Alimony and my rights.
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Alimony and my rights.
Married for 15 years have 3 children. Just went through a divorce and my divorce
attorney said that since I’m in a supportive relationship that no judge will grant me
alimony. I currently have a new boyfriend and live with him in our home. Everyone
I ask say I should get something for the last 15 years. I quit school and was the
homemaker for the family.
Asked on February 27, 2019 under Family Law, Florida
SJZ, Member, New York Bar / FreeAdvice Contributing Attorney
Answered 3 years ago | Contributor
Alimony is not primarily about compensation for what you did in the past: it is about providing support for a former spouse, on either a temporary (few years) or permanent basis, based on multiple factors, such as: your earning potential; your other sources of support (e.g. from a committed, live-in relationship, or family money/trusts, if any); how much your former spouse earns; the lifestyle you and your former spouse enjoyed (the court tries to not let your lifestyle fall too much below what it had been, when feasible).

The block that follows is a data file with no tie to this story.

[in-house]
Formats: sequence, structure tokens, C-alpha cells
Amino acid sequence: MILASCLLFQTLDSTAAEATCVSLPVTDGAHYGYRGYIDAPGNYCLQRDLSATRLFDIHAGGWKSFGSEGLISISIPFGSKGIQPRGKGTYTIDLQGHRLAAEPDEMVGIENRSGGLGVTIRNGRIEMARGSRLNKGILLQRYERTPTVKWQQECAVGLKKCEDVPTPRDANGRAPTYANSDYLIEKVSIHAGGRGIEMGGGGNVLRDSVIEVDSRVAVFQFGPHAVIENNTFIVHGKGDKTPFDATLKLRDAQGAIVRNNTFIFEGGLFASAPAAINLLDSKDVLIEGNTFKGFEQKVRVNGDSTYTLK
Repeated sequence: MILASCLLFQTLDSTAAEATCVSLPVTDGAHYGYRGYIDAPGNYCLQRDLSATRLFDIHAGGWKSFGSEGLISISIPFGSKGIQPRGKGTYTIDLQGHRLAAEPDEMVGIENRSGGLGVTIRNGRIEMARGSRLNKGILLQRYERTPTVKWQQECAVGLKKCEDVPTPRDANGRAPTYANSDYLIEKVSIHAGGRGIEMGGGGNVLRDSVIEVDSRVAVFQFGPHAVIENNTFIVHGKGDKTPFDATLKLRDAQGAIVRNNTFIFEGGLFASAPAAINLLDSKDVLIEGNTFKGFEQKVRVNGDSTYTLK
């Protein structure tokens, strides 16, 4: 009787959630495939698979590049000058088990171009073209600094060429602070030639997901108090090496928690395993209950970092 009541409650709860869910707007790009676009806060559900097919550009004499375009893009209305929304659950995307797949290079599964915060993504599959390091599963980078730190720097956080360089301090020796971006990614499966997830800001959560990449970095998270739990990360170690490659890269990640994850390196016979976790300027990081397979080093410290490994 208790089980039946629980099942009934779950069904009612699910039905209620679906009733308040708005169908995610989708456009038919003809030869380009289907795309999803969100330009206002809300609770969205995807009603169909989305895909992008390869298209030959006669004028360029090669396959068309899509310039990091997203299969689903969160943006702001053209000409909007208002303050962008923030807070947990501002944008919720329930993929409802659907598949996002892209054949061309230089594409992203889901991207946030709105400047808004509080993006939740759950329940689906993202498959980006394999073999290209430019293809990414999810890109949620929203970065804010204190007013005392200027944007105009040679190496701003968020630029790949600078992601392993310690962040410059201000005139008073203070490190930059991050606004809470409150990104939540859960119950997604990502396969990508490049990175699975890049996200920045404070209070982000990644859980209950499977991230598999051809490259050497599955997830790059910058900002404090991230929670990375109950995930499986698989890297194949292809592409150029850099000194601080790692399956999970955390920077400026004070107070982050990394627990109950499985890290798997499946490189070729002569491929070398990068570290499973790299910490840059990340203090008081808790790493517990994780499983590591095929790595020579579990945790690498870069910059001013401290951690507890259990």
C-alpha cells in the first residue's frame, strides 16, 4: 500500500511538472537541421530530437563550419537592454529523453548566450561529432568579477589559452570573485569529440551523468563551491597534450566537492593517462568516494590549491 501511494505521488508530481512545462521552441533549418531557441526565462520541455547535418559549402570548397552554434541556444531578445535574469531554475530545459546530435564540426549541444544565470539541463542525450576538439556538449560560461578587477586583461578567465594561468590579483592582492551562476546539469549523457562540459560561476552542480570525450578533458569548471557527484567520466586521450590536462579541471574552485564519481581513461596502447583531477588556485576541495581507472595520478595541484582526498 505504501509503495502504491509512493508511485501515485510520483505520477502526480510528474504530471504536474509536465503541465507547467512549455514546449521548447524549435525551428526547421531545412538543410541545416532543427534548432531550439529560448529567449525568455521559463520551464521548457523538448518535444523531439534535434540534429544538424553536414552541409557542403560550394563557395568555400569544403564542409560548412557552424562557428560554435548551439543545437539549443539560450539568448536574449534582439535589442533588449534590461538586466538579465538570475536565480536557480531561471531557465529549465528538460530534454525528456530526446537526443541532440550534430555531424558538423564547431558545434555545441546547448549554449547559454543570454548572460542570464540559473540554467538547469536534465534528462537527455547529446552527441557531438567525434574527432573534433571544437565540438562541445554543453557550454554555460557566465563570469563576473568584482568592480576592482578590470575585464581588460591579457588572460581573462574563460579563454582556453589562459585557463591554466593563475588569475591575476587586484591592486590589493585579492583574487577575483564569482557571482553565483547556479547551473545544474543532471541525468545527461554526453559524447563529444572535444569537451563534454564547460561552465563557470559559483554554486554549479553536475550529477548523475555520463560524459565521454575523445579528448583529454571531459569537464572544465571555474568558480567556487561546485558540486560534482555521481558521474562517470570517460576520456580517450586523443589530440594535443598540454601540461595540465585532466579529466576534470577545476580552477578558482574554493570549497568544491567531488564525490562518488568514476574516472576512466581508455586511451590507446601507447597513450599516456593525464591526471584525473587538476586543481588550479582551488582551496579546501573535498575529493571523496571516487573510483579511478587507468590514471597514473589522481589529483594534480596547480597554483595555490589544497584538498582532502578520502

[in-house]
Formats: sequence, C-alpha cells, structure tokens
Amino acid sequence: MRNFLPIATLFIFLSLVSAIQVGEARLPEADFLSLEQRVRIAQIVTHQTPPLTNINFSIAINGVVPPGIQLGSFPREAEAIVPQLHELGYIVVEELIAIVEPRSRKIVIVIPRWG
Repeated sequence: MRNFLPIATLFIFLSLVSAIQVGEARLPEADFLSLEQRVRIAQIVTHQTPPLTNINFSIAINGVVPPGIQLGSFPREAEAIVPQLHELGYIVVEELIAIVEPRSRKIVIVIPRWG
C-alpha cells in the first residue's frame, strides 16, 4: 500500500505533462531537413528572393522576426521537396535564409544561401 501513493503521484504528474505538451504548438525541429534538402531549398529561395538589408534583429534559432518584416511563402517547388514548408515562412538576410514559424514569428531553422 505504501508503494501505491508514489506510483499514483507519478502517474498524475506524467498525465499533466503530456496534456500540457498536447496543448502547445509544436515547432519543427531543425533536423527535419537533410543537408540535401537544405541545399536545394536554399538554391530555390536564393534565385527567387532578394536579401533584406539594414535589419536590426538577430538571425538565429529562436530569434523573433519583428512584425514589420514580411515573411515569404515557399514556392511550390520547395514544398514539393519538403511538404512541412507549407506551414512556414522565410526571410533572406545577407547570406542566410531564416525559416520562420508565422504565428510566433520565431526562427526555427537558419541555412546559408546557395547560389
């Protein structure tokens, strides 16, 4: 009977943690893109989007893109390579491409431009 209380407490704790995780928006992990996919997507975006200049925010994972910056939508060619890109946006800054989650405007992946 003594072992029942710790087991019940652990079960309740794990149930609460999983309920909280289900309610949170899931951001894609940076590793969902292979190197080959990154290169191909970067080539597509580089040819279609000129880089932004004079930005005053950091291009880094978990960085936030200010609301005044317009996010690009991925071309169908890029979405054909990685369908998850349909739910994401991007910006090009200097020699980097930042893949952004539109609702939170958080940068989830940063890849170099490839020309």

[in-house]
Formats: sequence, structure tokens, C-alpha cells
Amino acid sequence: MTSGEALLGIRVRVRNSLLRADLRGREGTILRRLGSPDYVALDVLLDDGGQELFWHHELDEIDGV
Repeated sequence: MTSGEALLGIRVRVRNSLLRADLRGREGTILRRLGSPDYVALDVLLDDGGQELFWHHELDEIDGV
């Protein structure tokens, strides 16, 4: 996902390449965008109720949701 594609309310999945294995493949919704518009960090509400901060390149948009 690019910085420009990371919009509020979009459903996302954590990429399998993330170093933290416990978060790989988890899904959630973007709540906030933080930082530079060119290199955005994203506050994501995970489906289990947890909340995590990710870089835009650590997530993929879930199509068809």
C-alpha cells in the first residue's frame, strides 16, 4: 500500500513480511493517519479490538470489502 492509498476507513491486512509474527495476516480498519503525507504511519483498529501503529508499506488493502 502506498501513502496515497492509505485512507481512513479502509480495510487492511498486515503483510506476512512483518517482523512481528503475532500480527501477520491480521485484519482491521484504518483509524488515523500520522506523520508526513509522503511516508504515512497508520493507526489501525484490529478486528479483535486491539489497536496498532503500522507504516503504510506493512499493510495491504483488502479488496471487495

Being in a supportive relationship, living with someone who supports you, is a significant factor, but not the only one. It will weigh in the decision as to whether to grant you alimony, how much, and for how long, but does not automatically make you ineligible (the way remarriage would--since you and he are not married, he does not have a legal obligation to you, and that is something ther court will weigh). If your live-in earns more or less what your former husband did, so you are living a similar lifestyle, that reduces the odds of alimony; if your former spouse earned much more than you current significant other, so that your lifestyle now is much less than it had been, the weighs in your favor.
Ask for alimony, and your attorney should be *aggressively* advocating for you, not simply advising you that you won't get any. While its possible that under these circumstances, you will not get any, it is also possible you will get at least some, and on at least a temporary basis. Since any money is better than none, seek alimony and don't give up.
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